Eugene already has a pretty full plate in addressing the airframe issues - trying to improve upon what Rotax supplies so reliably is asking a bit much of him at this point. Maybe after his airframe mods have been wrung out, he could explore coatings and coolants as a means to further reduce cooling drag in his airplane.

Billski
 
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Eugene

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Here is my first attempt to build tail boom. I made about 12 inches vertical height underneath propeller and about 6 inches in front of horizontal stabilizer

IMG_6392.jpeg
 

AdrianS

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That new tail lifts the hstab much more into the prop slipstream - you may find the controls more sensitive.
I'm not saying that's bad, but it will probably feel different to fly than the present arrangement.

Keep up the good work.
 

mcrae0104

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This is looking really great, Eugene. You might consider making the fillet on the top side as an expanding radius (as it appears you have done on the bottom). As a way to finish off the fillets at the back (where we see a little pink foam), you could consider an extension that completes itself something like this:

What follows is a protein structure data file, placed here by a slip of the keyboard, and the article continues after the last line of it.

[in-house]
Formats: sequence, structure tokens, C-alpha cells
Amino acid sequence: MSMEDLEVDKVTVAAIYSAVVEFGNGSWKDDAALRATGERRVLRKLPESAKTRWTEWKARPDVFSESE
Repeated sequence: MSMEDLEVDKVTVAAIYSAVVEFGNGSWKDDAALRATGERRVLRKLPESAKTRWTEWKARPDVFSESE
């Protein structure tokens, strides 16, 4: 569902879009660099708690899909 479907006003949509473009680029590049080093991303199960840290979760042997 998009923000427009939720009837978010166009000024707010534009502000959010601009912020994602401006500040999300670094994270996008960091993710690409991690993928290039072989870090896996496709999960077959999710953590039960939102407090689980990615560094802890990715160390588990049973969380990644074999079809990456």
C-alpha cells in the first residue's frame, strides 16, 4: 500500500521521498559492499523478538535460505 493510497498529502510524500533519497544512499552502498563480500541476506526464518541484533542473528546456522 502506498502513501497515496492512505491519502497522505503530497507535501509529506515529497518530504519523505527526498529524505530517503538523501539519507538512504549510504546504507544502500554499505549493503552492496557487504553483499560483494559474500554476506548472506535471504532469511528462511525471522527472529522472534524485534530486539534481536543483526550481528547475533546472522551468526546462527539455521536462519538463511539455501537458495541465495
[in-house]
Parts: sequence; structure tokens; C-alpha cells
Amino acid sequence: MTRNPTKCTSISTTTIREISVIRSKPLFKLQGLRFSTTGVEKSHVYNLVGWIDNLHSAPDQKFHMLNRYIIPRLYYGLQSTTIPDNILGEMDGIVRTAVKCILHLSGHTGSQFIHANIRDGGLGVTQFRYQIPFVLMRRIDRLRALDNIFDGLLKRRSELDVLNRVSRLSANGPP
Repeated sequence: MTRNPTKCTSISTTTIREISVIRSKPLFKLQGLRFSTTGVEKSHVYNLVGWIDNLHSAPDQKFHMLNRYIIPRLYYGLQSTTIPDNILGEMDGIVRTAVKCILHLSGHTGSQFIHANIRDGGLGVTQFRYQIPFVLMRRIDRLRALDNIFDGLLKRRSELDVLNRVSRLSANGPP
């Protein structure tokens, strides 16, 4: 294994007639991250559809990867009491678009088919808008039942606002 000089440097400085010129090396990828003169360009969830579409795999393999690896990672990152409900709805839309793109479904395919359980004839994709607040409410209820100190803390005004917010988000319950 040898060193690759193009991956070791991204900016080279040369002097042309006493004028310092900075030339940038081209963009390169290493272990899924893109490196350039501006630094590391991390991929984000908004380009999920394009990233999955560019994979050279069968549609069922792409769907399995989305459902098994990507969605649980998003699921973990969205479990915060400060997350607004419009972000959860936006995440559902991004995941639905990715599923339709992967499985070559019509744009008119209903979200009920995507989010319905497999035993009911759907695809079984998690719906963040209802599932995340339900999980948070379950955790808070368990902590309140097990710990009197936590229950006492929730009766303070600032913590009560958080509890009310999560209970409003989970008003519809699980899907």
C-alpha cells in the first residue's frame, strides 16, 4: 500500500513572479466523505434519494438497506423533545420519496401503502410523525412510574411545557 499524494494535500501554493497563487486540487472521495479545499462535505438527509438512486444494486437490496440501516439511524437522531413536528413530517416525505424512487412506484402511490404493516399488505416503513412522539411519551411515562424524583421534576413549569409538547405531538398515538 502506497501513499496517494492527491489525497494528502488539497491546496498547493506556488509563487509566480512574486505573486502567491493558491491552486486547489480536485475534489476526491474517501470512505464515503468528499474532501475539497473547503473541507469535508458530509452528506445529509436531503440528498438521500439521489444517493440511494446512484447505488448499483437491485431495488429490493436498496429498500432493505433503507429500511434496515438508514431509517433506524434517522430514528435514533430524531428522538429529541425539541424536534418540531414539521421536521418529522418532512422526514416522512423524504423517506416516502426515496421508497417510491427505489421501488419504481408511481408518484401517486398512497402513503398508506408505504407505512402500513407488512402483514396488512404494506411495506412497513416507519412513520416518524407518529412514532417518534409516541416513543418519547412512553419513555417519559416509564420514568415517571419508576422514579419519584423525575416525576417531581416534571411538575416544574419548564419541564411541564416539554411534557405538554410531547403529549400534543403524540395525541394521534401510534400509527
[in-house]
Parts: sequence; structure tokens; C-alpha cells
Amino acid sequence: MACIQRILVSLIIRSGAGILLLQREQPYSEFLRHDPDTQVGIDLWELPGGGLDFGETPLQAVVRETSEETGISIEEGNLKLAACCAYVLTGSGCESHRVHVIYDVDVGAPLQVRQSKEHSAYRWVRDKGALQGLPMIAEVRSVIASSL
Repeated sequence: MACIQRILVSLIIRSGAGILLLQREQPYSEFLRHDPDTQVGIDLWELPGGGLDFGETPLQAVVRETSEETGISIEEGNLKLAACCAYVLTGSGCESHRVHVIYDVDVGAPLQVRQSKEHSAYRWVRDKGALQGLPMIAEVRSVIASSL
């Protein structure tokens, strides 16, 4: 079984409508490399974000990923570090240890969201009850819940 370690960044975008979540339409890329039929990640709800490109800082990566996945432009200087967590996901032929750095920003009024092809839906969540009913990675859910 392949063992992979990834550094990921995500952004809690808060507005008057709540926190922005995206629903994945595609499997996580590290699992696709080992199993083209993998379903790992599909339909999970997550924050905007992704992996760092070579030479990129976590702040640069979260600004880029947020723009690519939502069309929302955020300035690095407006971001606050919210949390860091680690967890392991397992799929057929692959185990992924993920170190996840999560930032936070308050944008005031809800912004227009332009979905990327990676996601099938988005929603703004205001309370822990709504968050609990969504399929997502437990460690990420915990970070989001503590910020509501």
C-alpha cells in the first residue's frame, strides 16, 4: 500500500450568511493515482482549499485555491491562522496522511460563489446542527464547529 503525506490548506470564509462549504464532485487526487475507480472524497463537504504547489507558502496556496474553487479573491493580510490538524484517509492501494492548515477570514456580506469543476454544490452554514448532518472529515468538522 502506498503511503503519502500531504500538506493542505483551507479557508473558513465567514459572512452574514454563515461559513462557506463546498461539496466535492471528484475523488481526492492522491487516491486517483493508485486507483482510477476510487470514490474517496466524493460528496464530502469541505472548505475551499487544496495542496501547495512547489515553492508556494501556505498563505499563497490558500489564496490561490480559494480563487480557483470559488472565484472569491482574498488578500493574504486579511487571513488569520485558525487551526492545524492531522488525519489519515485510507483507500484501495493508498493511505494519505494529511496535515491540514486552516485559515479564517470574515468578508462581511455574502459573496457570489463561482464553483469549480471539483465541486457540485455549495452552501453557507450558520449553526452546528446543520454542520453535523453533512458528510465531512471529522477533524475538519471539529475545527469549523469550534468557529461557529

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Eugene

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This is looking really great, Eugene. You might consider making the fillet on the top side as an expanding radius (as it appears you have done on the bottom). As a way to finish off the fillets at the back (where we see a little pink foam), you could consider an extension that completes itself something like this:
View attachment 116390
View attachment 116391
Thank you!!! I was already wondering what are you supposed to do with this corner when my first coat will dry out. That is why I wanted input from someone who "can see the air". Thanks again!
 

jedi

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The angle is more of a high speed Mach thing but it does not hurt. It is like a swept wing.

Others have found the the R-912 in the pusher configuration tend to run cool. That should make your job easier. Look and ram ar inlet sizes on tractor 912 instillations but realize your inlet is in the low pressure area of the wing.